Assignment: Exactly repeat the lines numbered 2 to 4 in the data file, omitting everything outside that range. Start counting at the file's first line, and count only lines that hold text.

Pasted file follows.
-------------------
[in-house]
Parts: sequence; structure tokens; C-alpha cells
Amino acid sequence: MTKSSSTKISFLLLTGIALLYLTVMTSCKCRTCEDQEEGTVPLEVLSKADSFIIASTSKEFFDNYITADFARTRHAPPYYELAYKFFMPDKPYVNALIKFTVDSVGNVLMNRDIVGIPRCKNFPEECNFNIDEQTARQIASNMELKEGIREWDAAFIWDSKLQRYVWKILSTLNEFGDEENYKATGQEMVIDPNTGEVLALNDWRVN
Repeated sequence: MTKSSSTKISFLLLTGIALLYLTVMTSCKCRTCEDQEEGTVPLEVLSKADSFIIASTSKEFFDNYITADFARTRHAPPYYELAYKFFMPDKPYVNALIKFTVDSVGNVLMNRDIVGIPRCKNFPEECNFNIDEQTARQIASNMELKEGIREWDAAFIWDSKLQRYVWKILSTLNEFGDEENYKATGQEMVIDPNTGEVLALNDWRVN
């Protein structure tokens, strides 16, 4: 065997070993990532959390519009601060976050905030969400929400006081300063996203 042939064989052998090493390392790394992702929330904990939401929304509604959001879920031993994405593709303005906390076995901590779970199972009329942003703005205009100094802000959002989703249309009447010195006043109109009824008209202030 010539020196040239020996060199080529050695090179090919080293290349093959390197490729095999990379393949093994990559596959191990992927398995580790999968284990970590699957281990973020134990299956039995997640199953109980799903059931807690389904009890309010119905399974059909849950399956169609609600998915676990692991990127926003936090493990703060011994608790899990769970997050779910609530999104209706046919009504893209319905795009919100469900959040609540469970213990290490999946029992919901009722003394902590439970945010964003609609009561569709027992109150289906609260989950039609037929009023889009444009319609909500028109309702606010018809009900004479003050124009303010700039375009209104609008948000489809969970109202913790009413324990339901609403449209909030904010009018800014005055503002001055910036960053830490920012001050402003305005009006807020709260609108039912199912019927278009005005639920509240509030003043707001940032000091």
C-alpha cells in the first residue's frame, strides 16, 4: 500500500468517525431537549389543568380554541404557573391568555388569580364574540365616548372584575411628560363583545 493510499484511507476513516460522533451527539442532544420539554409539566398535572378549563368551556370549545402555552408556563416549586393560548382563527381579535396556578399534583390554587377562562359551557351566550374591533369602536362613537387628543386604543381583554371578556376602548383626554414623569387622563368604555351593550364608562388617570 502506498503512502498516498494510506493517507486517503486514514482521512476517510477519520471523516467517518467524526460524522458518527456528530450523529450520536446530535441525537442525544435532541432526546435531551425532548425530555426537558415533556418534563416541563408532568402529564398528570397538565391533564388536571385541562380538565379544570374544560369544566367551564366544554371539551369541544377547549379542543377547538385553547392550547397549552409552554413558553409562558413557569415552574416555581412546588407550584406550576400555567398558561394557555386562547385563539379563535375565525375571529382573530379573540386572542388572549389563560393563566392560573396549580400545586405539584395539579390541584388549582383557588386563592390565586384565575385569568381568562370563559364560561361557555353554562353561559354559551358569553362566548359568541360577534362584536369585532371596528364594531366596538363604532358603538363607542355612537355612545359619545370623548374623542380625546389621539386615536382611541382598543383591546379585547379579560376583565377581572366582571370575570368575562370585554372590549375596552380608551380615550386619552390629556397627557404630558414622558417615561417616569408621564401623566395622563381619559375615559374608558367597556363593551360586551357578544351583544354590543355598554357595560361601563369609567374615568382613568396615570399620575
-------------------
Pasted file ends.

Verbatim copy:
Parts: sequence; structure tokens; C-alpha cells
Amino acid sequence: MTKSSSTKISFLLLTGIALLYLTVMTSCKCRTCEDQEEGTVPLEVLSKADSFIIASTSKEFFDNYITADFARTRHAPPYYELAYKFFMPDKPYVNALIKFTVDSVGNVLMNRDIVGIPRCKNFPEECNFNIDEQTARQIASNMELKEGIREWDAAFIWDSKLQRYVWKILSTLNEFGDEENYKATGQEMVIDPNTGEVLALNDWRVN
Repeated sequence: MTKSSSTKISFLLLTGIALLYLTVMTSCKCRTCEDQEEGTVPLEVLSKADSFIIASTSKEFFDNYITADFARTRHAPPYYELAYKFFMPDKPYVNALIKFTVDSVGNVLMNRDIVGIPRCKNFPEECNFNIDEQTARQIASNMELKEGIREWDAAFIWDSKLQRYVWKILSTLNEFGDEENYKATGQEMVIDPNTGEVLALNDWRVN